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The Strike Zone

Banged-up Dodgers activate Matt Kemp, but can he help?

Matt Kemp, Dodgers On Monday, Kemp made his first big league plate appearance since July 21 but struck out to end the game. (Ross D. Franklin/AP)

Prior to Monday night's game, the Dodgers activated Matt Kemp, who had not played a major league game since July 21 and who has been limited to just 63 games this year thanks to three trips to the disabled list. It's been a disquieting season for the 28-year-old centerfielder, who hasn't approached his MVP-caliber form since suffering a left shoulder injury late last August. Once Los Angeles' best and highest-paid position player, he's had little to do with the first-place team's success this year, and the question for the moment as he works his way back from both an ankle sprain and a hamstring strain is how much he can help the club in October.

Prior to the game against the Diamondbacks,  Kemp told reporters , "I know I can make this team better than what they already are. I don't feel like I need to audition, I just need to go out there and play." But until he can demonstrate his ability to run without hindrance, he's not much help. For the moment, manager Don Mattingly is limiting him to pinch-hitting. From True Blue LA's Eric Stephen, quoting Mattingly's pre-game press conference:

"His swing looked really good. His running was not as good as we'd like. The straight running was really good, but as far as making a turn at second base he was really tentative," Mattingly said. "This is not really our call, it's more of a medical decision of what he can or can't do. We'll just have to see what he looks like in the outfield there a little bit, and see what we can live with."

Kemp wound up pinch-hitting with two outs in the ninth inning after Mattingly had voluntarily hobbled the Dodgers by ordering hot hand Juan Uribe to sacrifice with runners on first and second and nobody out; a lousy bunt forced the runner at third. One more out later, a rusty-looking Kemp struck out on five pitches to end the game, sending the Dodgers to a 2-1 defeat, their fourth loss in a row and ninth in their past 12 games.

The irony is that L.A.'s outfield is particularly depleted at the moment due to minor injuries, a major factor in the team's recent slump. On Friday night, Andre Ethier, who has made more starts in centerfield this year than Kemp has (70 to 59), suffered an ankle sprain in the eight inning and was pulled for a pinch-runner; he was in a walking boot the next day and hasn't played since. Carl Crawford departed in the third inning of Saturday's game and sat on Sunday and Monday due to back soreness stemming from the aggravation of a nagging injury. Yasiel Puig, who started in centerfield in place of Ethier on Saturday, left after six innings and then sat on Sunday due to soreness in his left hip; he pinch-hit with two outs in the ninth inning that day and grounded out with the bases loaded to end the game.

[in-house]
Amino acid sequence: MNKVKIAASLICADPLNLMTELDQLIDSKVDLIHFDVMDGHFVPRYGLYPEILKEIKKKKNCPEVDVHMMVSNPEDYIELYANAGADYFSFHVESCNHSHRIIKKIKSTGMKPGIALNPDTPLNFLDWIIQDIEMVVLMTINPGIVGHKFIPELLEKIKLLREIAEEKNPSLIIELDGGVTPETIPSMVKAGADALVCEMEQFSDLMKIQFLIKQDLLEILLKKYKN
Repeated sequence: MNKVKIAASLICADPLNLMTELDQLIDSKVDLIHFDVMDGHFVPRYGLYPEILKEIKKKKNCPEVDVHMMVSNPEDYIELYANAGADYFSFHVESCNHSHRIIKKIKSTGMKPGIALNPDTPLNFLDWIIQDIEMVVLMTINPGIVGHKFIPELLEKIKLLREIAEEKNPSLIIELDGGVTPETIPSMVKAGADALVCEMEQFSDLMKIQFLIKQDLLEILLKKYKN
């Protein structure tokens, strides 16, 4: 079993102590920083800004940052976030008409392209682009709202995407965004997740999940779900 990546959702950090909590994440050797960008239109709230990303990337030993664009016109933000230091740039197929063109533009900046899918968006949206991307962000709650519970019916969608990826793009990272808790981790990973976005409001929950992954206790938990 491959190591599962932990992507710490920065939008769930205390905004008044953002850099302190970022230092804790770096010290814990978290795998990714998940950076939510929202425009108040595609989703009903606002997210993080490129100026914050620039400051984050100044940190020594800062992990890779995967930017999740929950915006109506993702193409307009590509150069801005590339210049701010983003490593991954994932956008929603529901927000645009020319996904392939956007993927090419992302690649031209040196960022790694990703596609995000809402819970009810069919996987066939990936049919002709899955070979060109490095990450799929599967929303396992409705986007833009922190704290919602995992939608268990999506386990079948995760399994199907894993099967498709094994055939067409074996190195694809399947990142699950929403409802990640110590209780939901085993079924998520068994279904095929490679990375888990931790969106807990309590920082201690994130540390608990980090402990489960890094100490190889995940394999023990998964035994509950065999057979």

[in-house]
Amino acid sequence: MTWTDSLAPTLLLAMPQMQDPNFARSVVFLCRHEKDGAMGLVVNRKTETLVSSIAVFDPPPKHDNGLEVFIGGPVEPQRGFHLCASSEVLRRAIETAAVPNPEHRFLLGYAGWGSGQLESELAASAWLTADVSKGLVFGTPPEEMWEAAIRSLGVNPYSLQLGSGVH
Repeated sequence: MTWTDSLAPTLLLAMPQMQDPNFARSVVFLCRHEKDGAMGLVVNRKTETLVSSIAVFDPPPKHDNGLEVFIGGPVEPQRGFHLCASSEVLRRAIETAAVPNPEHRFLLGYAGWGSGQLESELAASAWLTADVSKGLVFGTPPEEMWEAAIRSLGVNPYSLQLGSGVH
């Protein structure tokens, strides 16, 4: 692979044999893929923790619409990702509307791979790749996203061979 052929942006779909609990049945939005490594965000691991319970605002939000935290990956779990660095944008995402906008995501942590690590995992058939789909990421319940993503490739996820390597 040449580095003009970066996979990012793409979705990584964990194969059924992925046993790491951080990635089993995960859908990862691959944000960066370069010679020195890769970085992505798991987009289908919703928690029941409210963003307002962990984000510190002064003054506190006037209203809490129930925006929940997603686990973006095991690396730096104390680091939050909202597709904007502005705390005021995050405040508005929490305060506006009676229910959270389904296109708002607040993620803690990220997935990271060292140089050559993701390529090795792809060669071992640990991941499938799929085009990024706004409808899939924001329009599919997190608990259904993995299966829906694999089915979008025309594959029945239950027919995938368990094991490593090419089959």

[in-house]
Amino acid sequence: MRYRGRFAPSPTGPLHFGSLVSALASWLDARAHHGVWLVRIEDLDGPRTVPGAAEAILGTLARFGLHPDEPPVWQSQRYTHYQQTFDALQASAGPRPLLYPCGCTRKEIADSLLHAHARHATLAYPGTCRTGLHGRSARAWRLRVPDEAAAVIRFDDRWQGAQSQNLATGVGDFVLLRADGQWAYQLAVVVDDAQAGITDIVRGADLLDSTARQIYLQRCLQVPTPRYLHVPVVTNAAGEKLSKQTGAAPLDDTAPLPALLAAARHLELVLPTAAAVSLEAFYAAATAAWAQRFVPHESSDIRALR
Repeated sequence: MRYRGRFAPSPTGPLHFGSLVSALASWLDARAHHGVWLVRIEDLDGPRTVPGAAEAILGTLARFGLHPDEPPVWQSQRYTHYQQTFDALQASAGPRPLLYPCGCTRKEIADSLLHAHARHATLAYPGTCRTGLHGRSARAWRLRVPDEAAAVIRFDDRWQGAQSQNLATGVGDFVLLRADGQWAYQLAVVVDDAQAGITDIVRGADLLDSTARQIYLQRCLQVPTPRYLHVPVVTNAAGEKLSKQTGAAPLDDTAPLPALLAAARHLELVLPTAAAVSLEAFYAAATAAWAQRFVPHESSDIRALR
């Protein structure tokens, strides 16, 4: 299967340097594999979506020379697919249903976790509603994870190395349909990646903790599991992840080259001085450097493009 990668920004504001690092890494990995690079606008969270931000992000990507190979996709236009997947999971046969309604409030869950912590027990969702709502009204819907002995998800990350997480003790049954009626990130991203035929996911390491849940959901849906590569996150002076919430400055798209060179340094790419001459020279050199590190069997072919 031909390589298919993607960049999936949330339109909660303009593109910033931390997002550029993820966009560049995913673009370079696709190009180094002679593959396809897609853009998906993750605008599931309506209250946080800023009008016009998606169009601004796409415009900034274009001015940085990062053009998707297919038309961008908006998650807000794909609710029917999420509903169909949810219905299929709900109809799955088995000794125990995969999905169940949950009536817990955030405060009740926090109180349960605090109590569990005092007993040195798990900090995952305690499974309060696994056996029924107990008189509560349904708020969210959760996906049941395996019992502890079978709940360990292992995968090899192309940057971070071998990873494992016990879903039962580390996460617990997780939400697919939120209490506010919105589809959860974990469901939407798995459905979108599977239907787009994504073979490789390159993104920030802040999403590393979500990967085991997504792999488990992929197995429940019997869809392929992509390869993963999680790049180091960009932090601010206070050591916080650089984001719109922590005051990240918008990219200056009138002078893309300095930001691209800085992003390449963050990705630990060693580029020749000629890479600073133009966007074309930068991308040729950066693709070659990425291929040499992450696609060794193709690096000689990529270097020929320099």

Thus, Sunday's lineup featured Jerry Hairston in leftfield, Skip Schumaker in center and Nick Buss -- a 26-year-old organizational player making his first major league start after spending the season at Triple-A Albuquerque -- in right. Puig was back on Monday, with Buss shifting over to left. The team's only win in the past six games not coincidentally came in the lone start of their most frequently used outfield of Crawford, Ethier and Puig. During that span, the Dodgers have scored just 13 runs, though the absence of Hanley Ramirez for four games due to a back issue of his own hasn't helped.

Since Puig burst onto the scene in early June, much speculation has centered around how Mattingly would juggle the quartet of outfielders in whom the Dodgers are heavily invested through at least 2017. Alas, Mattingly has faced that problem for exactly two days, July 5 and July 21. In the former, Crawford had just come off the disabled list, but by the third inning, Kemp departed due to a bout of inflammation in his surgically repaired shoulder. Activated and starting in the latter game, Kemp, went 3-for-4, falling a triple short of the cycle but spraining his ankle running the bases during ninth-inning garbage time. So much for that.

Puig (.336/.406/.547) has been by far the most productive of the four, and a key part of the turnaround that saw the Dodgers climb out from under a 30-42 record by reeling off 42 wins in 50 games. Crawford (.280/.330/.395) jumped out to a hot start in April but has hit .272/.312/.359 with one homer and nine steals since the beginning of May. Ethier (.272/.361/.424) hit just .252/331/.372 through June, but has perked up to .298/.395/.488 since, that while demonstrating surprising adequacy in centerfield. Kemp has hit only .262/.317/.380 with five homers overall, but was showing signs of finding his stroke — .324/.390/.622 with three homers in 41 plate appearances — before the ankle sprain. Any notion that he could carry that over a month and a half later was quashed by his 0-for-18 rehab stint with High-A Rancho Cucamonga, after which the Dodgers shut him down due to the hamstring complaint.

At 86-64, the Dodgers still own a 9 1/2 game lead over the Diamondbacks, and their magic number to clinch the NL West flag is down to four; two wins over Arizona in their final three games of this series would get the champagne flowing. The more important matter is ensuring that their regulars are healthy enough for the postseason. If Kemp can find his legs and demonstrate that he deserves to be among them, the Dodgers will be better off no matter how the playing time shakes out, but he appears to have a ways to go to before Mattingly once again confronts that situation.
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